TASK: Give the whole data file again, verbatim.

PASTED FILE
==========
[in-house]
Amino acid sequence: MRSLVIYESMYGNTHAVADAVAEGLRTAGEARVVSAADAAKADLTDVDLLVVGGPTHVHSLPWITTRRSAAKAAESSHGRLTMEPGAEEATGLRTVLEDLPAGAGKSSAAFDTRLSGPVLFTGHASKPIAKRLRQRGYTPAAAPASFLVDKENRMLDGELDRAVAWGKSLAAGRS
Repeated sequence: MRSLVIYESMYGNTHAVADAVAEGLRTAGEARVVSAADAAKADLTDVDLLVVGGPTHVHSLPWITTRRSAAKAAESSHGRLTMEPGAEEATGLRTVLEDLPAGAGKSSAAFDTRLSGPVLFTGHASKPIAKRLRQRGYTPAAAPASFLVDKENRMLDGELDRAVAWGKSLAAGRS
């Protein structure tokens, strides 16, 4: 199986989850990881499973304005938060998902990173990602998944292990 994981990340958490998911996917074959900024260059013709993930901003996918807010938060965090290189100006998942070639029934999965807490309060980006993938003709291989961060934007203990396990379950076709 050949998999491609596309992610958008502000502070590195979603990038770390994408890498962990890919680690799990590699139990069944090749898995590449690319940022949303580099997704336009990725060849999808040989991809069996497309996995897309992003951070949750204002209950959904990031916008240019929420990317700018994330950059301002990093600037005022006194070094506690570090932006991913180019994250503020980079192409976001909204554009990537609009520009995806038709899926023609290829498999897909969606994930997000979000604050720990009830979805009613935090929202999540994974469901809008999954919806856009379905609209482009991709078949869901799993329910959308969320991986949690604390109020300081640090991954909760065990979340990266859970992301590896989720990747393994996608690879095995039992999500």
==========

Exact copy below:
[in-house]
Amino acid sequence: MRSLVIYESMYGNTHAVADAVAEGLRTAGEARVVSAADAAKADLTDVDLLVVGGPTHVHSLPWITTRRSAAKAAESSHGRLTMEPGAEEATGLRTVLEDLPAGAGKSSAAFDTRLSGPVLFTGHASKPIAKRLRQRGYTPAAAPASFLVDKENRMLDGELDRAVAWGKSLAAGRS
Repeated sequence: MRSLVIYESMYGNTHAVADAVAEGLRTAGEARVVSAADAAKADLTDVDLLVVGGPTHVHSLPWITTRRSAAKAAESSHGRLTMEPGAEEATGLRTVLEDLPAGAGKSSAAFDTRLSGPVLFTGHASKPIAKRLRQRGYTPAAAPASFLVDKENRMLDGELDRAVAWGKSLAAGRS
């Protein structure tokens, strides 16, 4: 199986989850990881499973304005938060998902990173990602998944292990 994981990340958490998911996917074959900024260059013709993930901003996918807010938060965090290189100006998942070639029934999965807490309060980006993938003709291989961060934007203990396990379950076709 050949998999491609596309992610958008502000502070590195979603990038770390994408890498962990890919680690799990590699139990069944090749898995590449690319940022949303580099997704336009990725060849999808040989991809069996497309996995897309992003951070949750204002209950959904990031916008240019929420990317700018994330950059301002990093600037005022006194070094506690570090932006991913180019994250503020980079192409976001909204554009990537609009520009995806038709899926023609290829498999897909969606994930997000979000604050720990009830979805009613935090929202999540994974469901809008999954919806856009379905609209482009991709078949869901799993329910959308969320991986949690604390109020300081640090991954909760065990979340990266859970992301590896989720990747393994996608690879095995039992999500």